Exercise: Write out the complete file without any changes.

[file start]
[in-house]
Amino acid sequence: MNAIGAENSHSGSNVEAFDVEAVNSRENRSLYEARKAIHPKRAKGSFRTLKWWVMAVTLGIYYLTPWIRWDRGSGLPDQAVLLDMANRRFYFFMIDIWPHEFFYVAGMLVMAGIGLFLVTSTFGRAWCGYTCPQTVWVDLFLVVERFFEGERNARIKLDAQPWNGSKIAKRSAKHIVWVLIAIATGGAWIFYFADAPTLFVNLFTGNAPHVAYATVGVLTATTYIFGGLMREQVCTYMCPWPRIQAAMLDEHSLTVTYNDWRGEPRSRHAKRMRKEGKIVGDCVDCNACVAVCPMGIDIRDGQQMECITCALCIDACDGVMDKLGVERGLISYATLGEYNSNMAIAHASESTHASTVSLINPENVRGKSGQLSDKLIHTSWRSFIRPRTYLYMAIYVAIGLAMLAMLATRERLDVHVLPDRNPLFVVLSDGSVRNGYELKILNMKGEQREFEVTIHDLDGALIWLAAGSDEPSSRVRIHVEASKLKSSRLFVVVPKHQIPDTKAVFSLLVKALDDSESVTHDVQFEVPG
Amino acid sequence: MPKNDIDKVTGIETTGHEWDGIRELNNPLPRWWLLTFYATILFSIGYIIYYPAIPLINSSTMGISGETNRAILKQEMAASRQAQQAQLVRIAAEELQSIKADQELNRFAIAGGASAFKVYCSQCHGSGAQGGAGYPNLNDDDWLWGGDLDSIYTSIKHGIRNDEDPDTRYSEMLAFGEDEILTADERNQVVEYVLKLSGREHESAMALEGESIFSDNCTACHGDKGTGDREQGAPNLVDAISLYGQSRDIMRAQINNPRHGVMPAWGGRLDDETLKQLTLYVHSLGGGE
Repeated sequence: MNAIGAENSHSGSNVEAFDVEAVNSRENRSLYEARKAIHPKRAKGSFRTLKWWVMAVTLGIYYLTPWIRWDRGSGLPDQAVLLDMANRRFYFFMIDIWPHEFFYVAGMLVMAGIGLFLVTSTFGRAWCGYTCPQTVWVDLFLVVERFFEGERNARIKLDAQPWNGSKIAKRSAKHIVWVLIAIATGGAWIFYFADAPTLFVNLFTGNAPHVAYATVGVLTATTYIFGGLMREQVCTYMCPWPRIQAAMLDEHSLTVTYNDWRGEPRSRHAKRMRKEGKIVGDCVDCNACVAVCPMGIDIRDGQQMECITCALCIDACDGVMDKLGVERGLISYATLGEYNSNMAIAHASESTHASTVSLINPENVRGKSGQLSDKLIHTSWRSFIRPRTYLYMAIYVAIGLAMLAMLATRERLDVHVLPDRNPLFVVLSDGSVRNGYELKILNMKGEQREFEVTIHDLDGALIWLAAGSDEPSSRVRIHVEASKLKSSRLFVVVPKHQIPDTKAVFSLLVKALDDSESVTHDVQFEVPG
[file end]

[in-house]
Amino acid sequence: MNAIGAENSHSGSNVEAFDVEAVNSRENRSLYEARKAIHPKRAKGSFRTLKWWVMAVTLGIYYLTPWIRWDRGSGLPDQAVLLDMANRRFYFFMIDIWPHEFFYVAGMLVMAGIGLFLVTSTFGRAWCGYTCPQTVWVDLFLVVERFFEGERNARIKLDAQPWNGSKIAKRSAKHIVWVLIAIATGGAWIFYFADAPTLFVNLFTGNAPHVAYATVGVLTATTYIFGGLMREQVCTYMCPWPRIQAAMLDEHSLTVTYNDWRGEPRSRHAKRMRKEGKIVGDCVDCNACVAVCPMGIDIRDGQQMECITCALCIDACDGVMDKLGVERGLISYATLGEYNSNMAIAHASESTHASTVSLINPENVRGKSGQLSDKLIHTSWRSFIRPRTYLYMAIYVAIGLAMLAMLATRERLDVHVLPDRNPLFVVLSDGSVRNGYELKILNMKGEQREFEVTIHDLDGALIWLAAGSDEPSSRVRIHVEASKLKSSRLFVVVPKHQIPDTKAVFSLLVKALDDSESVTHDVQFEVPG
Amino acid sequence: MPKNDIDKVTGIETTGHEWDGIRELNNPLPRWWLLTFYATILFSIGYIIYYPAIPLINSSTMGISGETNRAILKQEMAASRQAQQAQLVRIAAEELQSIKADQELNRFAIAGGASAFKVYCSQCHGSGAQGGAGYPNLNDDDWLWGGDLDSIYTSIKHGIRNDEDPDTRYSEMLAFGEDEILTADERNQVVEYVLKLSGREHESAMALEGESIFSDNCTACHGDKGTGDREQGAPNLVDAISLYGQSRDIMRAQINNPRHGVMPAWGGRLDDETLKQLTLYVHSLGGGE
Repeated sequence: MNAIGAENSHSGSNVEAFDVEAVNSRENRSLYEARKAIHPKRAKGSFRTLKWWVMAVTLGIYYLTPWIRWDRGSGLPDQAVLLDMANRRFYFFMIDIWPHEFFYVAGMLVMAGIGLFLVTSTFGRAWCGYTCPQTVWVDLFLVVERFFEGERNARIKLDAQPWNGSKIAKRSAKHIVWVLIAIATGGAWIFYFADAPTLFVNLFTGNAPHVAYATVGVLTATTYIFGGLMREQVCTYMCPWPRIQAAMLDEHSLTVTYNDWRGEPRSRHAKRMRKEGKIVGDCVDCNACVAVCPMGIDIRDGQQMECITCALCIDACDGVMDKLGVERGLISYATLGEYNSNMAIAHASESTHASTVSLINPENVRGKSGQLSDKLIHTSWRSFIRPRTYLYMAIYVAIGLAMLAMLATRERLDVHVLPDRNPLFVVLSDGSVRNGYELKILNMKGEQREFEVTIHDLDGALIWLAAGSDEPSSRVRIHVEASKLKSSRLFVVVPKHQIPDTKAVFSLLVKALDDSESVTHDVQFEVPG